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December 1992, Vol. 115, No. 12
Job search methods of the unemployed, 1991
Steven M. Bortnick and Michelle Harrison Ports
Does the method of job search affect the likelihood of employment? In 1991, unemployed jobseekers most often contacted prospective employers directly. However, the most successful method was registering with a private employment agency.
This article examines the methods used by unemployed individuals to search for jobs in 1991. Data are from the Current Population Survey (CPS), a monthly household survey, conducted for the Bureau of Labor Statistics by the Bureau of the Census. For the first time, this study combines job search information from a given month in the CPS with information from the following month.1 This matching of month-to-month data created a longitudinal perspective of the results of an individual's job search efforts.
Methodology and limitations
Since 1967, information about methods used to look for work has been obtained from persons identified as unemployed jobseekers in the CPS. This information is used to classify individuals as "actively searching for work." The CPS sample includes approximately 60,000 households. In each participating household, individuals are interviewed once a month for 4 consecutive months; are then dropped from the sample for the following 8 months; and are interviewed again for 4 consecutive months. This "4-8-4" rotation pattern ensures that nearly three-fourths of the sample is composed of common households across each 2-month period for this study. Ideally, about three-fourths of the individuals can be surveyed from month-to-month to track the results of their job search efforts.2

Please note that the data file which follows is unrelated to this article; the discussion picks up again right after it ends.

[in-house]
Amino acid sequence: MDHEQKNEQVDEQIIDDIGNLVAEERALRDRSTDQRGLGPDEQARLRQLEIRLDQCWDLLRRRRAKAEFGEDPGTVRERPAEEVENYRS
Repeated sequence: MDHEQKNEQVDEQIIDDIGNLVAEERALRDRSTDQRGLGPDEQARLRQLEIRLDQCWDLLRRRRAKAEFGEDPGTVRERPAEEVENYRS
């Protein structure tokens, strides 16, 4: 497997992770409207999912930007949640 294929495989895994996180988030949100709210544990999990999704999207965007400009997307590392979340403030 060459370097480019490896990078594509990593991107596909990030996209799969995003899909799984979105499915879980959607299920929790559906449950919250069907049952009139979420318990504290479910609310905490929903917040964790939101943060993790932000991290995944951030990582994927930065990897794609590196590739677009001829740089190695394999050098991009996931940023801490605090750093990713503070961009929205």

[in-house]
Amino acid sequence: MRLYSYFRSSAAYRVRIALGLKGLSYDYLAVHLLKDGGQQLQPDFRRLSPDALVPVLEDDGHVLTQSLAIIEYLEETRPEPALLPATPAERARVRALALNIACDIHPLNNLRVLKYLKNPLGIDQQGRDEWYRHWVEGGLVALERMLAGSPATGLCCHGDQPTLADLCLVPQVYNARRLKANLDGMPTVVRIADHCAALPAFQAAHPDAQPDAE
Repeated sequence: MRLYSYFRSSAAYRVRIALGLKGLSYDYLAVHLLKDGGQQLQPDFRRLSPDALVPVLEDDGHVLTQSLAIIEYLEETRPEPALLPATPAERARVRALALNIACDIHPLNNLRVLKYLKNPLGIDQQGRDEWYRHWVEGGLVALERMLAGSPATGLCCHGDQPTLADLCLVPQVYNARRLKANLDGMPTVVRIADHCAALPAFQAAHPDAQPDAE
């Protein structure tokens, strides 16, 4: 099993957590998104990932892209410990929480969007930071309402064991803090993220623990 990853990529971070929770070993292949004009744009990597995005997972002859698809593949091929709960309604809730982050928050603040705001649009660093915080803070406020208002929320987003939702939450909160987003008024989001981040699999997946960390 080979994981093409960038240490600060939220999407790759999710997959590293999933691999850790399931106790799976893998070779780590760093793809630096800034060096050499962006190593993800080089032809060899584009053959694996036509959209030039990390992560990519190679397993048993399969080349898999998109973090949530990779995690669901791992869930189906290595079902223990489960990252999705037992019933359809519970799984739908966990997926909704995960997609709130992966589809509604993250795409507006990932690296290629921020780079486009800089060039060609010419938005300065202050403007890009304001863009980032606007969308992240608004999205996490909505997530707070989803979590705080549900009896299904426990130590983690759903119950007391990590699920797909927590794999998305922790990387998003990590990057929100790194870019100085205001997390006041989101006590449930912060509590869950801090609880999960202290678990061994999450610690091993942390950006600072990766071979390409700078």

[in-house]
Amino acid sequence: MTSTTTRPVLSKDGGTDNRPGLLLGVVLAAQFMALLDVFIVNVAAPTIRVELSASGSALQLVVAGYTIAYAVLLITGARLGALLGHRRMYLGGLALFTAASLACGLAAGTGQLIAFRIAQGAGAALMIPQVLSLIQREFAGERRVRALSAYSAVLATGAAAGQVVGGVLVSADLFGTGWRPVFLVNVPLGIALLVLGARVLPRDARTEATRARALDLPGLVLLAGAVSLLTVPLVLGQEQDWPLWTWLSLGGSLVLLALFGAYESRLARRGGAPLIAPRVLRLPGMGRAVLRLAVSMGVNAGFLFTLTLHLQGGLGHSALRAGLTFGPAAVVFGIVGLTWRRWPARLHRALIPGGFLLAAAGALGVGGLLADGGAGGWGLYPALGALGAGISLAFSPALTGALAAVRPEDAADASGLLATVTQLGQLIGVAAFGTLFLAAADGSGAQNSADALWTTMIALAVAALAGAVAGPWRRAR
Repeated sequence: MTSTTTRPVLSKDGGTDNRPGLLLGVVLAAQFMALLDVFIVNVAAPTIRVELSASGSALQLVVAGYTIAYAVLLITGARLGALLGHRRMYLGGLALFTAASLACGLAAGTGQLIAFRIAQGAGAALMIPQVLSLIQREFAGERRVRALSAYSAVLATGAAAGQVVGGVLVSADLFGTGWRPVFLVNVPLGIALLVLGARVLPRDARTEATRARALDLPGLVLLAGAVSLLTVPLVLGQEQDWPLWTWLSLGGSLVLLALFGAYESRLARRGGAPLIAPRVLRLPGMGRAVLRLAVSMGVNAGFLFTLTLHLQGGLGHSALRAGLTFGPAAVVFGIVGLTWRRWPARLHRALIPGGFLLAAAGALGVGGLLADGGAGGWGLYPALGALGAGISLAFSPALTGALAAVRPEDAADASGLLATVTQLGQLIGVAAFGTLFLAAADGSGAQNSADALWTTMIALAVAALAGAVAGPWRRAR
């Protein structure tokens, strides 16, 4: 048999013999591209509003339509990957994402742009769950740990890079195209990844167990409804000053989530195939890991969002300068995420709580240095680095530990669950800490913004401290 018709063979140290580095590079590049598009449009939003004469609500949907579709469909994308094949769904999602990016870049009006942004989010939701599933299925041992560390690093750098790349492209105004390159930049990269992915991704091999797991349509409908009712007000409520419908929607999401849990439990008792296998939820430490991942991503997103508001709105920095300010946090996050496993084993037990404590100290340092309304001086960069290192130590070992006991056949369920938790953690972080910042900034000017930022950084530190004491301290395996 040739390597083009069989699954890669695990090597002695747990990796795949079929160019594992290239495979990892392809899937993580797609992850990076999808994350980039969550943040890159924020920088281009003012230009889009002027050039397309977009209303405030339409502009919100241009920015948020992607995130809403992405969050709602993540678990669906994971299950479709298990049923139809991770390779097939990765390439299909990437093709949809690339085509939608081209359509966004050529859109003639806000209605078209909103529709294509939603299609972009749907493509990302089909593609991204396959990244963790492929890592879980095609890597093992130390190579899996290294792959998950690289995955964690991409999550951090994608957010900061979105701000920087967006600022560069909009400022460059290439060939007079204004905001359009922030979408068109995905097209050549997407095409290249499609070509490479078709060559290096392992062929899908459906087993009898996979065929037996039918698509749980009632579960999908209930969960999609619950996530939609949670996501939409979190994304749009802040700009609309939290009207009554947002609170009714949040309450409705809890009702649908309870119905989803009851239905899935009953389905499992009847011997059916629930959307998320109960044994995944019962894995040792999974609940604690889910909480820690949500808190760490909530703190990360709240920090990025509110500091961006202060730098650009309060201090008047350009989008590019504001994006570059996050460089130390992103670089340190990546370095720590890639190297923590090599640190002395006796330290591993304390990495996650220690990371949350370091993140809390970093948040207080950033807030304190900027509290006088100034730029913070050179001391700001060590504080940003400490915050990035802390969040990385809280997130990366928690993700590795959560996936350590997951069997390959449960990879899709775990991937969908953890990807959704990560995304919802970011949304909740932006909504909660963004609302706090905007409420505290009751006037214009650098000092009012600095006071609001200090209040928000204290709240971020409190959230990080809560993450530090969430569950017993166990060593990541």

The job search questions currently asked in the CPS were originally recommended in 1962 by a presidentially appointed committee on employment and unemployment statistics. The group, known as the Gordon Committee, concluded that specific questions on job search activities were necessary for determining unemployment.3 After some period of testing, explicit job search questions were added to the CPS in 1967.
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1 This study is quite different from a BLS study on unemployed jobseekers actively searching for work in 1976. The earlier study surveyed unemployed jobseekers in the jobseeking activities, and other factors of employment, only once, while this study surveys such jobseekers in one month, and tracks these jobseekers in the following month. See Carl Rosenfeld, "Job Search of the Unemployed, May 1976" Monthly Labor Review, Nov. 1977, pp. 39-43.
2 The CPS covers 50 States and the District of Columbia. it is the main source of employment and unemployment statistics in the United States. Individuals who move out of a household between surveys cannot be tracked. Additional information regarding the sample of unemployed jobseekers is available from the authors.
3 See Robert A. Gordon, and others, Measuring Employment and Unemployment - president's committee to appraise employment and unemployment statistics (Washington, DC, U.S. Government Printing Office, 1962), pp.50-51.
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